Aphids
Aphids are usually found on household plants, but infestations can be found in dense wooded areas outdoors as well. Indoor aphids range in color from green, black, brown, gray, yellow, red or purple. A study done by the University of Minnesota suggests looking for clusters of aphids beneath flower buds and on petals. 

A fact sheet from Colorodo State University recommends keeping plants in a separate area of the house, away from already-established plants for a few weeks before moving them to a permanent location. Scale insects (whiteflies and mealybugs) are present on most houseplants that have been recently purchased. Most mites can be removed easily by running the plant under water on moderate pressure, while whiteflies and other airborne insects can sometimes be tamed with sticky traps.

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Excluding mosquitoes from your outdoor event

Mosquito populations are known to increase with warmer temperatures. Outdoor events are frequently crashed by the pesky pests, who are attracted to the congregation of people. Take the following pest control precautions to avoid unhappy bitten guests.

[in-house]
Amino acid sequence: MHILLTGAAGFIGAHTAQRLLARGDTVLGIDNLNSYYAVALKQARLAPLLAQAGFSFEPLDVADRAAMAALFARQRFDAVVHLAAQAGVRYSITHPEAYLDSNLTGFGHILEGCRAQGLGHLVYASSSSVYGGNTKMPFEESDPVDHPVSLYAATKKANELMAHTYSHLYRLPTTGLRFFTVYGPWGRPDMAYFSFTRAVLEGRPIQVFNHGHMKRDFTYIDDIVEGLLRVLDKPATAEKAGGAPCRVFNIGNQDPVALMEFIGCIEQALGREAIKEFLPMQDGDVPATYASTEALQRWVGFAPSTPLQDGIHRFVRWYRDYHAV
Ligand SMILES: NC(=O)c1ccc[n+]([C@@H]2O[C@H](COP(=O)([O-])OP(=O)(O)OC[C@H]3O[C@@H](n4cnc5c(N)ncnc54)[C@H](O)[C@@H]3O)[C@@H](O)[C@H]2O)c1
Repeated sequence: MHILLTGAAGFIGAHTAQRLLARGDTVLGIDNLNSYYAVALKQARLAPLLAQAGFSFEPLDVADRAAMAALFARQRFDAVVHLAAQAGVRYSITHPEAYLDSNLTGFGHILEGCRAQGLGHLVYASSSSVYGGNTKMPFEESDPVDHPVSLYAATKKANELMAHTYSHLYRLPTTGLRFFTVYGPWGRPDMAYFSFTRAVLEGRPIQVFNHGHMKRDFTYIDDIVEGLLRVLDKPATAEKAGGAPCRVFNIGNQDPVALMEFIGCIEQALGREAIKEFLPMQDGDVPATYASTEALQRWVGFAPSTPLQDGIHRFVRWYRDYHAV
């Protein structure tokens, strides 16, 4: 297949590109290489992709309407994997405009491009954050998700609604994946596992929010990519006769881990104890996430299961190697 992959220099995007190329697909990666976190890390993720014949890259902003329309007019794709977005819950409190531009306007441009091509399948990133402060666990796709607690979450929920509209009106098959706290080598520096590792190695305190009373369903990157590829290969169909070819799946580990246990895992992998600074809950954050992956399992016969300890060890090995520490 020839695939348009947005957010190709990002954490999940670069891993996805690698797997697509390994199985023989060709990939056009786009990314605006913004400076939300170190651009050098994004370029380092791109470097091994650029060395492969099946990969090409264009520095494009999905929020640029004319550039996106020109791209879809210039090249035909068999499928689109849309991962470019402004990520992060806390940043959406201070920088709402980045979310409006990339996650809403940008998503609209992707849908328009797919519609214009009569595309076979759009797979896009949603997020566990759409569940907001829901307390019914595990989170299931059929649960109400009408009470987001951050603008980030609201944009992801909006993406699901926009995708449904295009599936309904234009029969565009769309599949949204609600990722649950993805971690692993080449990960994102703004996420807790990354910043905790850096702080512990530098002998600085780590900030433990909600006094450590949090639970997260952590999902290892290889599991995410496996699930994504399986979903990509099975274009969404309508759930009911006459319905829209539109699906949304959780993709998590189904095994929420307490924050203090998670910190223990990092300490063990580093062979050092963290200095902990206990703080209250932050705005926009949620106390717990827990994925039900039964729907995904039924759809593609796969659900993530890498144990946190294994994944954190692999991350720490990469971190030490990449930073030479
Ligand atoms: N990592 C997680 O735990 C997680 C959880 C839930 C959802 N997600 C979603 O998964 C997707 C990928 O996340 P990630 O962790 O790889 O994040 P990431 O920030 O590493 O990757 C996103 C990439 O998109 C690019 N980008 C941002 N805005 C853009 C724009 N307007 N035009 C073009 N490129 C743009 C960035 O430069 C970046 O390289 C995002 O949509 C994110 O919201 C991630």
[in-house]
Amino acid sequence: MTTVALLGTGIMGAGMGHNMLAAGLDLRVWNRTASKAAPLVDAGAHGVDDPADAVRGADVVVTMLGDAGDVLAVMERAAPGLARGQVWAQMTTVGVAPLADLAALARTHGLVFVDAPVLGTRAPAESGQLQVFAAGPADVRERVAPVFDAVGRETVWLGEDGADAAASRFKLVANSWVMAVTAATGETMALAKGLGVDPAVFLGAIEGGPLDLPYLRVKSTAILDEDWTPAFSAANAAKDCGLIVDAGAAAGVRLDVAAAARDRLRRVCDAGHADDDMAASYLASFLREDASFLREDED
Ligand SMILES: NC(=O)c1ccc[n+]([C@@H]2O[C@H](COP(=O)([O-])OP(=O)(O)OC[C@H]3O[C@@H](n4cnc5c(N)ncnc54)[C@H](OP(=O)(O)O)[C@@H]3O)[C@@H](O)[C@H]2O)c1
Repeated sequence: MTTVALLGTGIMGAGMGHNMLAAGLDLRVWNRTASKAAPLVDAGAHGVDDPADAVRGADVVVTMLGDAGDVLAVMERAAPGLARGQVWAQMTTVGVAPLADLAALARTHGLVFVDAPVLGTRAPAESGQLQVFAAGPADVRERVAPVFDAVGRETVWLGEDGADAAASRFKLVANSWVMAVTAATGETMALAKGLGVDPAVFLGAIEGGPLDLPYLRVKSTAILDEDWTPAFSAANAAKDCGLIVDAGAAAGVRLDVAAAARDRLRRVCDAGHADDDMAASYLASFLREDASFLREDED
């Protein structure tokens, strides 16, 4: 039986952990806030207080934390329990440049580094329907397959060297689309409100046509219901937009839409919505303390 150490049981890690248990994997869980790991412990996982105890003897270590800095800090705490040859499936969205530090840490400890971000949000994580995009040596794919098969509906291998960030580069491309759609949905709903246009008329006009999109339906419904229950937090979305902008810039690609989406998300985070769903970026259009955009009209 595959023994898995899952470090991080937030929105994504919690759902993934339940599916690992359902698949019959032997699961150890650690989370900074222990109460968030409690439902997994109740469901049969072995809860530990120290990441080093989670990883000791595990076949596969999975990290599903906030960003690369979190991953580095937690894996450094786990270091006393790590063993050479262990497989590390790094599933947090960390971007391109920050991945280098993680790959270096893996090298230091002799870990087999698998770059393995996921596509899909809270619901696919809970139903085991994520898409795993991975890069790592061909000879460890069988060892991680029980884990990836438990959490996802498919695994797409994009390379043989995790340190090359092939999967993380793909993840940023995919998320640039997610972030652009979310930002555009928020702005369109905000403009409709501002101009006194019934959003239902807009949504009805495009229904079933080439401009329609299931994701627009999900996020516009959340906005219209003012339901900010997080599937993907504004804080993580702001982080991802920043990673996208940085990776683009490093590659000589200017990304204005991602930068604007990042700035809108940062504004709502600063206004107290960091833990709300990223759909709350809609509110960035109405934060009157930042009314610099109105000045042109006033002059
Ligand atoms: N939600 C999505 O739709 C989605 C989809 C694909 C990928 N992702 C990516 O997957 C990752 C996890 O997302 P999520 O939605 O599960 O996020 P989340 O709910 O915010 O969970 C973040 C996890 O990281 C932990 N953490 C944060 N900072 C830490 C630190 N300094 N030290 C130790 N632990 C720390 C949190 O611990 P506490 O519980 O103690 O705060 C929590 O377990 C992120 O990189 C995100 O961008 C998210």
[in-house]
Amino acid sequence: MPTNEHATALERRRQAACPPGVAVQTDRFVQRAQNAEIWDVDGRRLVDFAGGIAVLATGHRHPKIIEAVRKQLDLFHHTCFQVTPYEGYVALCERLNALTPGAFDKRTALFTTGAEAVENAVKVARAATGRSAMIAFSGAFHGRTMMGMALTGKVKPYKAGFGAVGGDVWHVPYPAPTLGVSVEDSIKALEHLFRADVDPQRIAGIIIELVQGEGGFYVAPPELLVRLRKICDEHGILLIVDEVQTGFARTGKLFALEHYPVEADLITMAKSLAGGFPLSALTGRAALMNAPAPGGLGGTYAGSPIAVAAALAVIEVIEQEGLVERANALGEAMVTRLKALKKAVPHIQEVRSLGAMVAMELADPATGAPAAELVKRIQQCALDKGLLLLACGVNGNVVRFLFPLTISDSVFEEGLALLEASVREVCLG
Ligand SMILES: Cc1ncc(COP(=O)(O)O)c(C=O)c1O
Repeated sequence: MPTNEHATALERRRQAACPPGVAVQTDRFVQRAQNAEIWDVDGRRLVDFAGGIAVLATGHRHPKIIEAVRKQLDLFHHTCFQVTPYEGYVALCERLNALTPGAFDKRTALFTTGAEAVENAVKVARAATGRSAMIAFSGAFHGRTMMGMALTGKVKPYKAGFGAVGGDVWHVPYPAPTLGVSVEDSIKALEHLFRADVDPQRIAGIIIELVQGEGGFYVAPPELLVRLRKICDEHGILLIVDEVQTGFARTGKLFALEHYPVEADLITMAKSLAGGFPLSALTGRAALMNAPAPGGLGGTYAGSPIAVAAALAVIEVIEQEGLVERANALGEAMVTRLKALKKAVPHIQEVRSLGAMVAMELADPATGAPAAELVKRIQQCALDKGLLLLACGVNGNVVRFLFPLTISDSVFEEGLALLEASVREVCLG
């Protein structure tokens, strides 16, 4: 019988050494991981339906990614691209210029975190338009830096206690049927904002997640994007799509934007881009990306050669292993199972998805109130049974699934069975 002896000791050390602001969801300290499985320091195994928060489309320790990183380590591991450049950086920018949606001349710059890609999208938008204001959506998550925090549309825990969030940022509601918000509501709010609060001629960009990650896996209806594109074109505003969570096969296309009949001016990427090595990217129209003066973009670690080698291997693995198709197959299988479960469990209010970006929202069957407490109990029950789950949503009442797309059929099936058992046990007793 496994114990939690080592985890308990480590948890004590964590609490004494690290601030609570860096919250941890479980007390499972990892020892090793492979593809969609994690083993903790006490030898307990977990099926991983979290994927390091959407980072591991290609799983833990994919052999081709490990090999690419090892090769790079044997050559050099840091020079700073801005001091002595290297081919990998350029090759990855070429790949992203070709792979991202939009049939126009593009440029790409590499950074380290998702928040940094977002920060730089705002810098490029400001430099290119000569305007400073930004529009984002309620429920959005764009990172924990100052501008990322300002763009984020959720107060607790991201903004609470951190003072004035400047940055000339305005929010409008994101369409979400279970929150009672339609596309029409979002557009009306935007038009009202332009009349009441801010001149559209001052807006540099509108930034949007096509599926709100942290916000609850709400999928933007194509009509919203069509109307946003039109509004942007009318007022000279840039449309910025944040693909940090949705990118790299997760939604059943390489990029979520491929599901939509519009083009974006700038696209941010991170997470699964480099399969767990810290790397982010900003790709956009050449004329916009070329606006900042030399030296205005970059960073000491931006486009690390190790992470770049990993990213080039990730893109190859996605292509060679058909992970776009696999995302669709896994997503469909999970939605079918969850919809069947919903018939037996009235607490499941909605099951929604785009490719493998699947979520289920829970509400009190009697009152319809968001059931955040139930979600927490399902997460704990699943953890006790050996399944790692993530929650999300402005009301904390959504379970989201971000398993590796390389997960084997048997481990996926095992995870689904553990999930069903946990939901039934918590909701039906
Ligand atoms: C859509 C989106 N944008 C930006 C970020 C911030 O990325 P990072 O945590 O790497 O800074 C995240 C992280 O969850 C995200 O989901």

Eliminate standing water
Mosquitoes breed in still waters: Females lay their eggs under water, so man-made ponds, bird baths, old tires, gutters and pools should either be emptied, cleaned or equipped with devices to keep the water moving. Extra attention should be paid in locations that are near a pond or swamp, or in places that have just experienced heavy precipitation. This will help to prevent a mosquito infestation from occurring in the first place.

Use screens or netting
The most foolproof way to keep mosquitoes out of a gathering is to close in a porch or tent with netting or screens, which can be purchased at a local hardware store. Check the material to be sure it’s in good shape and patch up any holes that may be present with wire.

Clothing 
Mosquitoes are attracted to dark colors, and exposed skin gives them an open invitation to bite. Recommend that guests wear lights colors, long sleeves and pants with thick fabric. The pests are a